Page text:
Election officials said Tuesday that they have not yet seen attempts by foreign adversaries to breach voting systems as Americans cast their ballots in the midterm elections.
Homeland Security Secretary Kirstjen NielsenKirstjen Michele NielsenEx-Trump official: 'No. 1 national security threat I've ever seen' is GOP Left-leaning group to track which companies hire former top Trump aides Rosenstein: Zero tolerance immigration policy 'never should have been proposed or implemented' MORE and Chris Krebs, the undersecretary for the National Protection and Programs Directorate (NPPD) at the Department of Homeland Security (DHS), said at a briefing that cyber actors are scanning systems for possible vulnerabilities at the same level they normally do.
Nielsen also repeated her assertion that Tuesday's election "will be the most secure elections in the modern era."
“At this time we have no indication of compromise to our nation’s election infrastructure that would prevent voting, change vote counts, or distrust the ability to tally votes," she said.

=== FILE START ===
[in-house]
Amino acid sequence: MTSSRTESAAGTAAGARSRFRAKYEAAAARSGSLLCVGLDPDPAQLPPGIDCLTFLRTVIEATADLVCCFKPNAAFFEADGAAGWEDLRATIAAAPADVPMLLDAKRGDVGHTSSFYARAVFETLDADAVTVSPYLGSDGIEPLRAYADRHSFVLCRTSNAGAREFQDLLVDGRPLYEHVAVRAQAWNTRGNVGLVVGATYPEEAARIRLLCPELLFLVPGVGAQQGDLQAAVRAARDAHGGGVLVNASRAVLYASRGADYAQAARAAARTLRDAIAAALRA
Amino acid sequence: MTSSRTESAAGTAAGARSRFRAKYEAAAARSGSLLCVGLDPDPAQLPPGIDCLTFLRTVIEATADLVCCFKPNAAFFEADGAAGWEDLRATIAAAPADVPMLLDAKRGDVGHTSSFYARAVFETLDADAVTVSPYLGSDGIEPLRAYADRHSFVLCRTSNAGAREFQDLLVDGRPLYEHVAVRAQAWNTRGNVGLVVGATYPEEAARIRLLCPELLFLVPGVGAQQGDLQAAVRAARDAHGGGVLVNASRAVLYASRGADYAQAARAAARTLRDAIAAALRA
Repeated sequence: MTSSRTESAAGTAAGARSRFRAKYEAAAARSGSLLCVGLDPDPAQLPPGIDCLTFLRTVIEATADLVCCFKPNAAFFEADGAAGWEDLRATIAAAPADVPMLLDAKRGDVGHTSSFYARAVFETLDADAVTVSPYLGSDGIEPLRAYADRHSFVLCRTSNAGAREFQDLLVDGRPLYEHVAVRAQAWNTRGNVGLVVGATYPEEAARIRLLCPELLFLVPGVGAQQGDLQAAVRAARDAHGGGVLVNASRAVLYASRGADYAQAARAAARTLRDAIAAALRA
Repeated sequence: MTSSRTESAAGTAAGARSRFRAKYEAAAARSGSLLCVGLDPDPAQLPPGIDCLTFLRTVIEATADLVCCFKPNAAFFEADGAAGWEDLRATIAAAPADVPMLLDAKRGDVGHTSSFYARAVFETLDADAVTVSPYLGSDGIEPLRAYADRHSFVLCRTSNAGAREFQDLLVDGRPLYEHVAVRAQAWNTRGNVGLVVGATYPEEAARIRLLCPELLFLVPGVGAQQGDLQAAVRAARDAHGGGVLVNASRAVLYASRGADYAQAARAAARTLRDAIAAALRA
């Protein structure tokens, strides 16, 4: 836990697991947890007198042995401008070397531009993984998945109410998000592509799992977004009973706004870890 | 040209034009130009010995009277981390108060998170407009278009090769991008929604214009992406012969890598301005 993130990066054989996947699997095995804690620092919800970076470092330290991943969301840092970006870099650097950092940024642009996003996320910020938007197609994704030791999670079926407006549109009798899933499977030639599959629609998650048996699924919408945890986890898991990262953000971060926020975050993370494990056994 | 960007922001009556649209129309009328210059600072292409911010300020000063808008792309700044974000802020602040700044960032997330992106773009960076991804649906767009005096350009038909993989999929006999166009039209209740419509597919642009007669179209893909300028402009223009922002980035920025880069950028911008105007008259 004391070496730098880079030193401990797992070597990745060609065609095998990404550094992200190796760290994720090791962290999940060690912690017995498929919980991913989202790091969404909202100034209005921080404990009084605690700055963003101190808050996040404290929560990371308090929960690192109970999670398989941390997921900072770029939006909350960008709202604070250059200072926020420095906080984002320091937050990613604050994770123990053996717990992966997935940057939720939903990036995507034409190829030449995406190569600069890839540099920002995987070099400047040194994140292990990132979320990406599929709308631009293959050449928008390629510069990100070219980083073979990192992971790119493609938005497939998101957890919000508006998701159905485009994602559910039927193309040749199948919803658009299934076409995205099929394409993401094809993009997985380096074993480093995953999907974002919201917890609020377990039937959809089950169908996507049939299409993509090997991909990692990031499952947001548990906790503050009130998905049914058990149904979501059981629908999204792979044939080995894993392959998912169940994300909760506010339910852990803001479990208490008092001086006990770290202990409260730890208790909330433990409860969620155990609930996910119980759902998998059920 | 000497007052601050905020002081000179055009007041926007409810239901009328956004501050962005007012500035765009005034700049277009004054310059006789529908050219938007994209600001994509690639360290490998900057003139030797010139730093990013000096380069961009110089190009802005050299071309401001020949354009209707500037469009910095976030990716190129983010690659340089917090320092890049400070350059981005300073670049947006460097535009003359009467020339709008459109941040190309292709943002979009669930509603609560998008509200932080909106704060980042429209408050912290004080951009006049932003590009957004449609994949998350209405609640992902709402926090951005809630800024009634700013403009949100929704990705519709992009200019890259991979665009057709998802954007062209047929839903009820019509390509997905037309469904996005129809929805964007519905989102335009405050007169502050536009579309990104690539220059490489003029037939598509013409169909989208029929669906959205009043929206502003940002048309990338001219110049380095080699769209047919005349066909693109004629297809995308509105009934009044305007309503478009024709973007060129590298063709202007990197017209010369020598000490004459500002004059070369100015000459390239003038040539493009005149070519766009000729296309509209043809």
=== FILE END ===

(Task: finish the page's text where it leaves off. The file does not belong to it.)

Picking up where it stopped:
Nielsen did say that the department is seeing consistent efforts from nation states to attempt to sow discord and influence Americans through social media.
Facebook and Twitter have both pulled accounts and pages in the run-up to the election that were traced to foreign governments or found to be spreading misinformation. Facebook on the eve of the election said that it had suspended about 115 accounts for coordinated "suspicious" activity.
Krebs acknowledged that some misinformation had been spread about the elections, like what days to vote or when polls closed, but added that it largely had been accidentally shared.
Tuesday's midterms are a critical test for election officials throughout the United States, after Russia was determined to have successfully interfered in the 2016 race.